Perl programmers are the happiest programmers !

I came across this interesting post about programming and happiness. According to the Dolores Lab blog perl programmers are likely to be most happy.


Four crowdsourcing lessons from the Guardian (via Michael Andersen)

I had skimmed this article, on crowd-sourcing, by Michael Andersen few weeks ago and has been looking forward to reading and blogging about it.

Andersen interviewed the key developer from Guardian of London to understand how they got 20,000 plus Brit’s to help uncover the biggest political scandal to hit British shores in decades.

Andersen interviewed the developer, Simon Willison, for tips about deadline-driven software and crowdsourcing. Here are the 4 major tips to successfully engage a crowd for crowdsourcing.

  1. Remember your workers are unpaid, so make it fun. They used a four-panel interface to categorize information. (See the image above)
  2. Because public (your workers’) attention is fickle, launch immediately.
  3. Speed is mandatory, so use a framework for development. Wilson’s team relied on Django, a high-level Python Web framework that encourages rapid development and clean, pragmatic design.
  4. Participation will come in one big burst, so have servers ready. Along with Django, they used EC2, the Amazon contract-hosting service for the first time.

Questions managers should use to develop thinking and problem solving

Asking the right questions can help subordinates gain confidence and be better contributors says Michael J. Marquardt, the author of Leading with Questions: How Leaders Find the Right Solutions by Knowing What to Ask (John Wiley & Sons, 2005).

Judith Ross notes on HBR Blog that leaders need to ask questions that inspire folks to think in new ways, expand range of vision, and enable greater contribution to the organization. Both Judith and Michael suggest that empowering knowledge workers involve encouragement to be better thinkers and problem solvers.

Judith suggests that empowering questions create following values:

  1. They create clarity: “Can you explain more about this situation?”
  2. They construct better working relations: Instead of “Did you make your sales goal?” ask, “How have sales been going?”
  3. They help people think analytically and critically: “What are the consequences of going this route?”
  4. They inspire people to reflect and see things in fresh, unpredictable ways: “Why did this work?”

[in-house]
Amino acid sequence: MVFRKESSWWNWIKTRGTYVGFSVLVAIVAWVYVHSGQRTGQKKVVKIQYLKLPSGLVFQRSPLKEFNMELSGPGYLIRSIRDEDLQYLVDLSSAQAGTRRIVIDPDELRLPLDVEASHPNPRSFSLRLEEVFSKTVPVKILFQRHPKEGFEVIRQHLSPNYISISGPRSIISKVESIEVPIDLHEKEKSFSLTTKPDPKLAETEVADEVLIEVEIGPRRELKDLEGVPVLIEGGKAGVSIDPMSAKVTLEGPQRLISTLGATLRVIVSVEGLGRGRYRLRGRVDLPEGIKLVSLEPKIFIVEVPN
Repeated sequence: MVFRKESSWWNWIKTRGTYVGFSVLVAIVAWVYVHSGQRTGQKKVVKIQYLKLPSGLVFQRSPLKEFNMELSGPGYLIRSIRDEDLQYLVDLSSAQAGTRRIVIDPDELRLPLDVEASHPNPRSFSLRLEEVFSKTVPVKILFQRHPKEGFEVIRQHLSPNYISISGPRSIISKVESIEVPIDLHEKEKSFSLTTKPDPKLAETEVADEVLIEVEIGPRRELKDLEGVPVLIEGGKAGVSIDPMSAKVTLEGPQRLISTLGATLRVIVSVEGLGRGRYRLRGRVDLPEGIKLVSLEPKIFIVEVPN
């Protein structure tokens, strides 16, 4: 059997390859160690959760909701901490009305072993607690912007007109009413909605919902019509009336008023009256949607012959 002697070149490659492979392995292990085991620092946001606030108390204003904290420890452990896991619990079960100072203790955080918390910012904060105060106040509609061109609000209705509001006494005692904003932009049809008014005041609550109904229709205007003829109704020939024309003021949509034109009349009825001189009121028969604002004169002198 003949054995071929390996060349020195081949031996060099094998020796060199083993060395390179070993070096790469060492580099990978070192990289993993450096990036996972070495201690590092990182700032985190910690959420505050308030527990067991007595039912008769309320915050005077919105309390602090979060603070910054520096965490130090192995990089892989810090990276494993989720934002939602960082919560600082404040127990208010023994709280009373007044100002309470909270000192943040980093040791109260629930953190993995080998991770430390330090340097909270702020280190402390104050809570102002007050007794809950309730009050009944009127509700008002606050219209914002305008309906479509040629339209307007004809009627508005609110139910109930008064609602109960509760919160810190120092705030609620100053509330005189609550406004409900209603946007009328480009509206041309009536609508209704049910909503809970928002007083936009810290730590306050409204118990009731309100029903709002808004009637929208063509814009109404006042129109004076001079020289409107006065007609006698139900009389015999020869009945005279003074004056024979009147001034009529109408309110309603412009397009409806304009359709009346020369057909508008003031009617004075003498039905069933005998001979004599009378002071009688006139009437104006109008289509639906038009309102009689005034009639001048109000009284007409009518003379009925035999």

5. They encourage breakthrough thinking: “Can that be done in any other way?”
  6. They challenge assumptions: “What do you think you will lose if you start sharing responsibility for the implementation process?”
  7. They create ownership of solutions: “Based on your experience, what do you suggest we do here?”

To read a more complete post on what questions leaders need to ask and how to create a culture that embraces questions, read Judith’s HBR blog entry here.

1 step to better learning and performance using latest neuroscience research

I am mid-way in the book How we decide? when I started thinking, how I can improve my performance and learning abilities leveraging leading edge neuroscience? This is what I decided based on the evidence provided Jonah’s book.

After a project is delivered do a formal lessons-learned session (with or without your team)- the objective: to find at least 3 things you can improve on the project.

Here is Jonah talking at Google.

Testing your way into obliteration thanks to CPSIA

I came across this good article in Arizona Republic (via ) on the difficulties besetting small domestic manufacturers due to CPSIA compliance.

  • Bumkin, a Scottsdale diaper maker, reports that it spends about 1000 USD for testing each batch of garment it buys and testing costs now contribute 25% of the product cost!
  • Boon Inc, A Chandler toy maker that has spent $400,000 on compliance efforts with no end in sight since the act was passed two year years ago.

Google launches salvo at Microsoft – Chrome OS

Google announced the launch of Chrome OS. It will run on both x86 and ARM chips
on netbooks. It will be available in the second half of 2010.

They say most operating systems we use today were designed in an era where there was no web. Therefore, they are going to design an OS that embraces the web – a natural platform for browsers like Google Chrome and Firefox.

Google suggests that although the new OS will share some features with Android, they want the market to decide which OS will ultimately win. The exciting news is the OS will be available as an open source product. relaunched

I have not blogged in a while, 29 days to be exact. I think it is fair to say I have been busy over the last few months. I (@TheSaaSGuy) have not been tweeting either !

I was busy in the design, development, and launch of QLogitek’s new English and French websites. The site was launched on May 29 thanks to the efforts of QL’s development team and ops team. The design was done by a team from India, Impinge Solutions and the CMS development was done by a team from Barrie, Ontario, Pavliks.

At the end of evaluating numerous CMSs (Joomla, MovableType, Drupal, and others) we settled on Sitefinity, from Telerik. I am very happy with our choice, especially because as a .net shop our dev team is able to work on creating user controls (more on this later). Before finishing this post I would like to say we have done really with all search engine related goals ( more on this in the next post).